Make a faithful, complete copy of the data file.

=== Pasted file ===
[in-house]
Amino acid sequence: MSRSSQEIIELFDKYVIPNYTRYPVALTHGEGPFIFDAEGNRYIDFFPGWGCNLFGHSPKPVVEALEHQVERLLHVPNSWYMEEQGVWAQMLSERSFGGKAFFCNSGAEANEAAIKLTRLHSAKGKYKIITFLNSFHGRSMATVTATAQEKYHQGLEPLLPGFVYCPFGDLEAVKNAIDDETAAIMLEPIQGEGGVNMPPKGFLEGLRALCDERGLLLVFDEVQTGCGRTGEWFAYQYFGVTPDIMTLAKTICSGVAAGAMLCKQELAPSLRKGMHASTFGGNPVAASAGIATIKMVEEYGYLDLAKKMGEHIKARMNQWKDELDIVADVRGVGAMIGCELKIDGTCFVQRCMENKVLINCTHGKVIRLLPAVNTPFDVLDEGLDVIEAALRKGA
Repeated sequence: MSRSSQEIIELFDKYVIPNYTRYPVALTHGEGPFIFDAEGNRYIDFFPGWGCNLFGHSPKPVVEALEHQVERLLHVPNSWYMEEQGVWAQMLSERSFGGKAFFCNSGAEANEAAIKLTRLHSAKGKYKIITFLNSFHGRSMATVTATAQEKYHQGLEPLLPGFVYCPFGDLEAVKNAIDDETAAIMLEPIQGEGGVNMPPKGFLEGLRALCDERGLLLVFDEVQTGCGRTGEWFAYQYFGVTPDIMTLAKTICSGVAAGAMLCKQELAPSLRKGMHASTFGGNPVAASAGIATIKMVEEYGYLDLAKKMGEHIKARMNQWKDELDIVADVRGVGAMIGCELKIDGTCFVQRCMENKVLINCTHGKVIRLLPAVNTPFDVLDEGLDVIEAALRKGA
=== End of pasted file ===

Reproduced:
[in-house]
Amino acid sequence: MSRSSQEIIELFDKYVIPNYTRYPVALTHGEGPFIFDAEGNRYIDFFPGWGCNLFGHSPKPVVEALEHQVERLLHVPNSWYMEEQGVWAQMLSERSFGGKAFFCNSGAEANEAAIKLTRLHSAKGKYKIITFLNSFHGRSMATVTATAQEKYHQGLEPLLPGFVYCPFGDLEAVKNAIDDETAAIMLEPIQGEGGVNMPPKGFLEGLRALCDERGLLLVFDEVQTGCGRTGEWFAYQYFGVTPDIMTLAKTICSGVAAGAMLCKQELAPSLRKGMHASTFGGNPVAASAGIATIKMVEEYGYLDLAKKMGEHIKARMNQWKDELDIVADVRGVGAMIGCELKIDGTCFVQRCMENKVLINCTHGKVIRLLPAVNTPFDVLDEGLDVIEAALRKGA
Repeated sequence: MSRSSQEIIELFDKYVIPNYTRYPVALTHGEGPFIFDAEGNRYIDFFPGWGCNLFGHSPKPVVEALEHQVERLLHVPNSWYMEEQGVWAQMLSERSFGGKAFFCNSGAEANEAAIKLTRLHSAKGKYKIITFLNSFHGRSMATVTATAQEKYHQGLEPLLPGFVYCPFGDLEAVKNAIDDETAAIMLEPIQGEGGVNMPPKGFLEGLRALCDERGLLLVFDEVQTGCGRTGEWFAYQYFGVTPDIMTLAKTICSGVAAGAMLCKQELAPSLRKGMHASTFGGNPVAASAGIATIKMVEEYGYLDLAKKMGEHIKARMNQWKDELDIVADVRGVGAMIGCELKIDGTCFVQRCMENKVLINCTHGKVIRLLPAVNTPFDVLDEGLDVIEAALRKGA